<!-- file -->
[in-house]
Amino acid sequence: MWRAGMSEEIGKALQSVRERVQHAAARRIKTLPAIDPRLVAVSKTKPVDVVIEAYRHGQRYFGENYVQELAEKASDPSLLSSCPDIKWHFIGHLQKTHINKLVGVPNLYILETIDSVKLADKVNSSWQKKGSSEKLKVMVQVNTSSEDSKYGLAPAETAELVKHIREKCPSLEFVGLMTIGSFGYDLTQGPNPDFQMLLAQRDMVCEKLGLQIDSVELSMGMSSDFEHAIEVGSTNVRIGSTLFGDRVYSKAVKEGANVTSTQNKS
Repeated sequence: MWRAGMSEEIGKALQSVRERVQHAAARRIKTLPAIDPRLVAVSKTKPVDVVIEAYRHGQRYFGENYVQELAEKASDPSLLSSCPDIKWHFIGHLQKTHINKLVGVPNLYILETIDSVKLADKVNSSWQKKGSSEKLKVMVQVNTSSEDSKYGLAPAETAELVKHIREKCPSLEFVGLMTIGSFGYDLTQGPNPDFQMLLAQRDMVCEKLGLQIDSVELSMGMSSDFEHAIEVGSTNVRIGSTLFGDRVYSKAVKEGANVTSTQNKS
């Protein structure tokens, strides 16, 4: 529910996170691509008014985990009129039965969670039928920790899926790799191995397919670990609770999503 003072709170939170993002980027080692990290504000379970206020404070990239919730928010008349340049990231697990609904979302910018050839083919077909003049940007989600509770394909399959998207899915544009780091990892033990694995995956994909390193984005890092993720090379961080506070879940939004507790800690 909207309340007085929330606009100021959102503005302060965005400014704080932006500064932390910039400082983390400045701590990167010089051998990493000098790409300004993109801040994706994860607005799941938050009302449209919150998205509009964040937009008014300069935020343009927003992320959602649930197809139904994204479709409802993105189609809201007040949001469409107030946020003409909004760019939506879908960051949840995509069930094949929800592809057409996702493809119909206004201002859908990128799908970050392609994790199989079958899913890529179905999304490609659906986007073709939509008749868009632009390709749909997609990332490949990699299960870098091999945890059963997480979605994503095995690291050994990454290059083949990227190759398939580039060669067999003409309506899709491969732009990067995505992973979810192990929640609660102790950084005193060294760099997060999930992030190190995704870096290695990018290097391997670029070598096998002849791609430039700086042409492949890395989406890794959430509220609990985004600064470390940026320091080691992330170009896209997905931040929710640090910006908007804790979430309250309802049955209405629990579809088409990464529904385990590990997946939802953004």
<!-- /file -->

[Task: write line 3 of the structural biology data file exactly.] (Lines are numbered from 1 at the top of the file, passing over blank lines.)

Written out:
Repeated sequence: MWRAGMSEEIGKALQSVRERVQHAAARRIKTLPAIDPRLVAVSKTKPVDVVIEAYRHGQRYFGENYVQELAEKASDPSLLSSCPDIKWHFIGHLQKTHINKLVGVPNLYILETIDSVKLADKVNSSWQKKGSSEKLKVMVQVNTSSEDSKYGLAPAETAELVKHIREKCPSLEFVGLMTIGSFGYDLTQGPNPDFQMLLAQRDMVCEKLGLQIDSVELSMGMSSDFEHAIEVGSTNVRIGSTLFGDRVYSKAVKEGANVTSTQNKS